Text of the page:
Halloween has only just ended, but Clay Aiken will kick off his second annual holiday tour in support of last year’s Merry Christmas With Love tonight in Vancouver. The 2005 edition of the Joyful Noise Tour will bring the 2003 American Idol runner-up to thirty-six cities, closing with a pair of dates in Clearwater, Florida, on December 29th and 30th.
“You’d think I’d be Christmased-out,” says Aiken, “but being on the road for two months is really a great buildup for the holidays.” Not content to merely relive his Christmas past, the pop crooner has made some big changes to the festive show, scrapping the thirty-piece orchestra in favor of a musical-theater presentation. “It’s an original story, in that I sat in my pajamas one day and wrote it,” he says, laughing. “But it follows the same type of story arc that you might expect at Christmas: One character is not too thrilled with the holiday, and another character helps bring the Christmas spirit to that person.”
Joining Aiken onstage will be his former high-school choir teacher in one of the lead roles, as well as an eleven-year-old boy who auditioned in Aiken’s native North Carolina. According to the singer, community theater groups in each city will round out the cast “to give it a local flavor.”
Speaking of, there will also be city-specific Clay Aiken Christmas tree ornaments available at each show. “It’s feasible that someone could decorate their entire Christmas tree this year with forty different ones,” says Aiken. And will he? “I don’t know if I’m that narcissistic.”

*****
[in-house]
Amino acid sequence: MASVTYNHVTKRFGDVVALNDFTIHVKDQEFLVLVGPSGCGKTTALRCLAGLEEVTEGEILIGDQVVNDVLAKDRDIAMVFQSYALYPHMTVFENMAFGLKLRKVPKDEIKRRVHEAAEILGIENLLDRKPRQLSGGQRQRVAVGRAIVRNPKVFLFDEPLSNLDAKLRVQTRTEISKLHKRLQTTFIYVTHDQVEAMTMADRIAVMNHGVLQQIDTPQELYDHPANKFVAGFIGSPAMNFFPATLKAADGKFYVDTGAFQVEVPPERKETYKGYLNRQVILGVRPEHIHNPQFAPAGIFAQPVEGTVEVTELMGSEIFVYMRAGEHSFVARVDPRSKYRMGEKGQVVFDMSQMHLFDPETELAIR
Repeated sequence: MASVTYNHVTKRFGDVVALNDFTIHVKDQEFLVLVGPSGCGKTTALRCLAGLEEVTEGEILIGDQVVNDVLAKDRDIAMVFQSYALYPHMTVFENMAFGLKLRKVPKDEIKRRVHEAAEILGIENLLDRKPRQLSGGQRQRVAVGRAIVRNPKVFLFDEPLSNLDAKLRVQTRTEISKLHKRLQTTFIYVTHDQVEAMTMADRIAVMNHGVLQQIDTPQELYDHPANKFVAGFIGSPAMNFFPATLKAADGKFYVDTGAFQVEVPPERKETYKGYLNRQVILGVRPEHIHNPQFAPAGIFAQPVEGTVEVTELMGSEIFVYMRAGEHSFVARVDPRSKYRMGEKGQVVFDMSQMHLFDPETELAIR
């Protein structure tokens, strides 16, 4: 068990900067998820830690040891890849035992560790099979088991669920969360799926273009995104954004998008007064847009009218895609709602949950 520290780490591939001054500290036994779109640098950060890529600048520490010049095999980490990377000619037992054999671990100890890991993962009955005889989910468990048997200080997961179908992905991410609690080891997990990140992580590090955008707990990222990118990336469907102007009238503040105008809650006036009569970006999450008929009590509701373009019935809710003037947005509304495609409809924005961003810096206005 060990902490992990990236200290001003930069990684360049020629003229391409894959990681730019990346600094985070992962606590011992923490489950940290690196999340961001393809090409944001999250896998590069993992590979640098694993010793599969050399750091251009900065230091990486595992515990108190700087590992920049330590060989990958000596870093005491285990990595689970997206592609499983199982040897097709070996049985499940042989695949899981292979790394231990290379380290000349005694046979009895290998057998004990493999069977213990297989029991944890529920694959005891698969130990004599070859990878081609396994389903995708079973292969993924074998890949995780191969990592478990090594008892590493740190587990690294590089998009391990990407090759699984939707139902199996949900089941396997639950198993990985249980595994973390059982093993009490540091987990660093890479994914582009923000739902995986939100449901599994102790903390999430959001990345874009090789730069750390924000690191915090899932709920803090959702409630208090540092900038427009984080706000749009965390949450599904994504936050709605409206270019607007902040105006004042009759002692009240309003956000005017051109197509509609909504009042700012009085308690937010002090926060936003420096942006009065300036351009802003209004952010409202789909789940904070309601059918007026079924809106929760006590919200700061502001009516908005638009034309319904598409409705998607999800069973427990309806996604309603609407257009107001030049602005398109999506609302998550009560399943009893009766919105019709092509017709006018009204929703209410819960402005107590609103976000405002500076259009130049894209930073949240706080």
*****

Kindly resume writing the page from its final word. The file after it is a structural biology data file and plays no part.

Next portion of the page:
When the tour concludes, Aiken will get back to work on his new studio album, the proper follow-up to his post-Idol rush job, 2003’s Measure of a Man, which went multiplatinum. For the past five months, he’s been working in Los Angeles with Jaymes Foster-Levy, sister of acclaimed producer David Foster (Celine Dion, Whitney Houston), taking his time sifting through song submissions with hopes of releasing the collection during the first half of next year.
“I’m not much of a writer,” he admits. “I can pull off a few lines in a song — and I know there are a lot of people out there nowadays who say they’ve written a song and that means they’ve written a line or so. I may go in and change a line or two myself, but I don’t think it’s fair to take credit. But, this time, I do want to make sure that what I sing represents something that I know something about, and something I feel.”